Long Distance Parenting: Staying Visible to Your Kids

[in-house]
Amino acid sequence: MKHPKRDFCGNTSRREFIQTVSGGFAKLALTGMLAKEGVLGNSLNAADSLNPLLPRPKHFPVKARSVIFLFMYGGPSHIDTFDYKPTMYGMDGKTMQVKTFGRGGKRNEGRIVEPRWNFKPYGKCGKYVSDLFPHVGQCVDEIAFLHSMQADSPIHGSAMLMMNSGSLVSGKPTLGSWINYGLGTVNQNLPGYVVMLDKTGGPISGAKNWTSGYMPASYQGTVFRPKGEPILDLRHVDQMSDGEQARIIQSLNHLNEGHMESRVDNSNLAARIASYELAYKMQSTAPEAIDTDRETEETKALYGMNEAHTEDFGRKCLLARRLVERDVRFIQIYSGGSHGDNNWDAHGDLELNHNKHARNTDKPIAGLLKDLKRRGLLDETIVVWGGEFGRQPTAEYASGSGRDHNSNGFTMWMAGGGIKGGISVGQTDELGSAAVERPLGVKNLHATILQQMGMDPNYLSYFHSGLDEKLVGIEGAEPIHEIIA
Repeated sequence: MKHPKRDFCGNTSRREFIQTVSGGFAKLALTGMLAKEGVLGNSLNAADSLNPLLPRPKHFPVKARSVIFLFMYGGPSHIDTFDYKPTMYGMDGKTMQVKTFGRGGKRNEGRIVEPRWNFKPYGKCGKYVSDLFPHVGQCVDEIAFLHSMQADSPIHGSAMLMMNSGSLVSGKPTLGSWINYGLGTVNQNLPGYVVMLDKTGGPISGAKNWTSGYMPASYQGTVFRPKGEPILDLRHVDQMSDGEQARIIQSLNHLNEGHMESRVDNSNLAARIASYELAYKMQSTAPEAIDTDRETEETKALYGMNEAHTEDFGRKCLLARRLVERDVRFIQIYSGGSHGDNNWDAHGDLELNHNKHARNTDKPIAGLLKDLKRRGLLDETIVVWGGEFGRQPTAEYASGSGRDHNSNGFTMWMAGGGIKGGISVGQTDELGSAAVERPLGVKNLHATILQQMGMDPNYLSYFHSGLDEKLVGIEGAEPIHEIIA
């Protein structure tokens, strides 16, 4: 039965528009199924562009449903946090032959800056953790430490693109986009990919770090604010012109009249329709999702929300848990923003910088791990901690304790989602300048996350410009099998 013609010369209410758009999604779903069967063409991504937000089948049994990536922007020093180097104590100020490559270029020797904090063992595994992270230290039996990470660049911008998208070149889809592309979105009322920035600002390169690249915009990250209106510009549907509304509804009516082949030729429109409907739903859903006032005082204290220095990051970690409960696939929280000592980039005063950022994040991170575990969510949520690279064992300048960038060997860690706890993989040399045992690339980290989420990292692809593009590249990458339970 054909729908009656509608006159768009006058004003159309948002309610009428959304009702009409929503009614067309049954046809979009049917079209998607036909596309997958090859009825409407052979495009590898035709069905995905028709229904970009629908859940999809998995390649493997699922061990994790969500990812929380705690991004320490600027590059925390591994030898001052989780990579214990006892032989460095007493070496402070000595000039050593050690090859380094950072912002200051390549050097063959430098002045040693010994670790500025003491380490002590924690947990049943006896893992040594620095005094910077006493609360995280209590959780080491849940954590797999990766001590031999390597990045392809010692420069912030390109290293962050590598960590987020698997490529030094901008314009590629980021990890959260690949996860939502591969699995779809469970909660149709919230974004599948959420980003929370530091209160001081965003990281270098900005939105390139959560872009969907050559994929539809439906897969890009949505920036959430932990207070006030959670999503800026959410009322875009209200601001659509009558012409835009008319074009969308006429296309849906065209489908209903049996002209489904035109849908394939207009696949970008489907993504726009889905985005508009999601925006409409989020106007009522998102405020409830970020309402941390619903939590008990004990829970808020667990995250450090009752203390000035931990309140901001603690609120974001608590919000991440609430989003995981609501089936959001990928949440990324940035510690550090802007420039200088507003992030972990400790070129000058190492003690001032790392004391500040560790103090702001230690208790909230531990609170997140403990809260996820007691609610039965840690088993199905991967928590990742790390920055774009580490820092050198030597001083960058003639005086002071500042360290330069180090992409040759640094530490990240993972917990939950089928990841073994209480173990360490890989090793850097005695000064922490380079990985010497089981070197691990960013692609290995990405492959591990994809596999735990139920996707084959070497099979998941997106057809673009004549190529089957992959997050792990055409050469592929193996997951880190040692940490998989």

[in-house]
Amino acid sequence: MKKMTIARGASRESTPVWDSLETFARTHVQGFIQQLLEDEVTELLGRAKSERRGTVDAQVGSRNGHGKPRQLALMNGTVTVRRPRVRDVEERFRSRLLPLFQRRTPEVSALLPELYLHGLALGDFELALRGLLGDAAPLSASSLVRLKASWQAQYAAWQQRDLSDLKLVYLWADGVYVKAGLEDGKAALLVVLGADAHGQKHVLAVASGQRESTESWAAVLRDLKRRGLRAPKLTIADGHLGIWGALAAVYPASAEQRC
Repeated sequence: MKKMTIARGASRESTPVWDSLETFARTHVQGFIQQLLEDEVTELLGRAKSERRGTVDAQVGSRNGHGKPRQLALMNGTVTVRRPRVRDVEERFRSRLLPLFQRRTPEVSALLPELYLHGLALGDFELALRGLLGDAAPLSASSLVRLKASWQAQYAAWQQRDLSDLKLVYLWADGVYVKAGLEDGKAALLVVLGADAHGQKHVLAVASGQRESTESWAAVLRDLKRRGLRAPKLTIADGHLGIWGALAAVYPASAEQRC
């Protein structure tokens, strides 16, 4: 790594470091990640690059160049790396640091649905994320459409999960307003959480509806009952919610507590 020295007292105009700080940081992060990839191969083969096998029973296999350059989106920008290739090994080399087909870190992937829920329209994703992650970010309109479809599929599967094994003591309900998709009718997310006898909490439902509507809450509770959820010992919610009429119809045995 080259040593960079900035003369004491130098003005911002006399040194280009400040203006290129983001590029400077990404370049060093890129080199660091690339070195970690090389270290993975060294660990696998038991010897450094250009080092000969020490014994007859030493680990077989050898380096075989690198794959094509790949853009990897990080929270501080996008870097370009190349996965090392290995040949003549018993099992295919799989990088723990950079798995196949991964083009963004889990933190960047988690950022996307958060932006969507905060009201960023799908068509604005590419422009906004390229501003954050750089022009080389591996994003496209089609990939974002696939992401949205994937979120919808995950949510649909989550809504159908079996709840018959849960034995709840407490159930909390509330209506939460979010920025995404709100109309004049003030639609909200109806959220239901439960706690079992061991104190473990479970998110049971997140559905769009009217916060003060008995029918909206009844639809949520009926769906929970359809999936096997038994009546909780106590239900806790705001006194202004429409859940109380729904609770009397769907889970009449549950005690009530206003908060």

If there’s one thing that hurts the most about working abroad, it’s the decision to leave your kids behind.   When you’re an overseas skilled worker parent, you miss out on a lot   Their first steps.   Their first words.   Their first day in school.   Their graduation.   The list gets longer as your stay abroad becomes longer, too.   But just because you made the tough decision to leave does not mean that your role as a parent ends as well. It’s not just about earning the money that send them to school or buys them the things you could never afford if you don’t leave. It’s about making your presence known and continuing to cater to their mental and emotional needs despite the absence.   What are the things that your kids need from you, knowing that the distance is there?   Constant Reassurance through Constant Communication   You may not be the type who goes for the usual mush in relationships, but when it comes to your kids, you have to go all out. Reassuring them constantly about how much you love and miss them will make them feel that the absence is not something you enjoy. It helps your kids see appreciate the huge sacrifice that you’re doing even more.   Don’t look for excuses. In today’s world, it’s impossible not to have any means to connect with your family no matter how far they may be. Emails. Chats. Phone calls. Text messages. Make the most out of every situation. The moment you start letting those precious moments go, you open up the thought that it’s okay for your kids not to keep in touch, and you might find yourself one day not being a part of their life at all.   Talk About Them and Talk About You   One huge thing that skilled workers often miss out on is the daily stories that update them about their kids’ lives. Nothing is too small to discuss. What they ate for lunch. Who their crushes are. How tough their math teacher is. The more interested you are in each of your kids’ stories, the more interested they would be about sharing everything with you.   Of course, you also have to keep your emotions in check. You wouldn’t want your kids to stop telling you stories just because you reacted sourly about a failing grade or a new boyfriend. Be kind. Ask them how you can help, and give them advise in a way that sounds as if you’re there to guide them, not to judge them.   But the stories should not stop there.   Tell them stories about what you do. About your boss. Your coworkers. The train ride to and from work. The importance of what you do. What you miss about the Philippines the most. Ask them about their opinions on things. It may not seem much to you, but it means a lot to your kids to know what you do.   Don’t Be Afraid to Talk About Money   You may say that it’s for their future, or you could say that it’s to give them a more comfortable life. It all boils down to one thing – money.   A lot of Filipino parents find it difficult to talk to their families about money, most especially their kids. However, this is also one reason why overseas skilled worker parents sometimes end up raising kids with very little financial responsibility. They think that just because mom or dad is earning big, they also get everything they want and need.   As your kids what they spend their allowance on. Teach them how to handle their money. Explain the hard work that goes into the money that you send them.   Also, don’t fall into the trap of making up for your absence by giving them material things. Don’t fall for the emotional blackmail that kids often subject their parents to. Don’t worry – if you explain things well enough, they would understand. Sure, they’d feel bad about not having that incredibly expensive laptop. But if you give them the right mindset about money, they’ll shrug it off in a day or two and decide that there are more important things they can use the money for.   Relying on Your Partner   As with any partnership, remember that the failure of one is also the failure of the other. Don’t neglect the wife or husband you left back home. Remember that the stronger your relationship is, the tougher the family also gets. When your kids see that you two are trying your best to keep the family happy and healthy despite the absence, the kids will adapt the same happy mindset.   Make decisions together. Be involved. Remind your partner that when it comes to big things, like buying an extremely expensive toy, or going out on dates, they also have to consult with you first. And when the decision has been made, the kids have to be informed that this was a mutual decision.   With this kind of partnership, your kids will not lose sight of the respect that they should be giving to either one of you. They begin to understand that just because one of you is not physically there, it doesn’t mean that the person absent should not be seen as an integral part of their everyday life.   Being an skilled worker is tough. Knowing that your kids are growing up without you is tougher. But with the right mindset and the will to make it through, you can remain visible to your kids as a parent despite your physical absence.   Special thanks to a b franzen for the main image.
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